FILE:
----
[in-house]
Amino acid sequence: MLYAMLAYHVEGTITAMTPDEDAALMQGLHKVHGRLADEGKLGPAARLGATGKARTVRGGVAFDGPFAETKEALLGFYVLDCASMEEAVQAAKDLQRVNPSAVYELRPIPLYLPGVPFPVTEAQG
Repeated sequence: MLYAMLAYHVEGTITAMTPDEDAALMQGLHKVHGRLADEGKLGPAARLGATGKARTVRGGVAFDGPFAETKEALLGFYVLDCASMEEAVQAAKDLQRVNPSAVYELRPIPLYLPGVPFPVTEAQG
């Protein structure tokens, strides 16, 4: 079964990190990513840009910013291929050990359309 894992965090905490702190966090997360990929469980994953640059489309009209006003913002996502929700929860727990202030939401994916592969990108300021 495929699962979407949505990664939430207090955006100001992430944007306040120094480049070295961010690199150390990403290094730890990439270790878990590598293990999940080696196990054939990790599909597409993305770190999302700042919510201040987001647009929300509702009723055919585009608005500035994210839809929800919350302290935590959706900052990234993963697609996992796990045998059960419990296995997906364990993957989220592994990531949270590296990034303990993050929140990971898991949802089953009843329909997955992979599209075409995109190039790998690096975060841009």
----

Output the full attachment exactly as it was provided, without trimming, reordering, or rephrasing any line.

[in-house]
Amino acid sequence: MLYAMLAYHVEGTITAMTPDEDAALMQGLHKVHGRLADEGKLGPAARLGATGKARTVRGGVAFDGPFAETKEALLGFYVLDCASMEEAVQAAKDLQRVNPSAVYELRPIPLYLPGVPFPVTEAQG
Repeated sequence: MLYAMLAYHVEGTITAMTPDEDAALMQGLHKVHGRLADEGKLGPAARLGATGKARTVRGGVAFDGPFAETKEALLGFYVLDCASMEEAVQAAKDLQRVNPSAVYELRPIPLYLPGVPFPVTEAQG
């Protein structure tokens, strides 16, 4: 079964990190990513840009910013291929050990359309 894992965090905490702190966090997360990929469980994953640059489309009209006003913002996502929700929860727990202030939401994916592969990108300021 495929699962979407949505990664939430207090955006100001992430944007306040120094480049070295961010690199150390990403290094730890990439270790878990590598293990999940080696196990054939990790599909597409993305770190999302700042919510201040987001647009929300509702009723055919585009608005500035994210839809929800919350302290935590959706900052990234993963697609996992796990045998059960419990296995997906364990993957989220592994990531949270590296990034303990993050929140990971898991949802089953009843329909997955992979599209075409995109190039790998690096975060841009």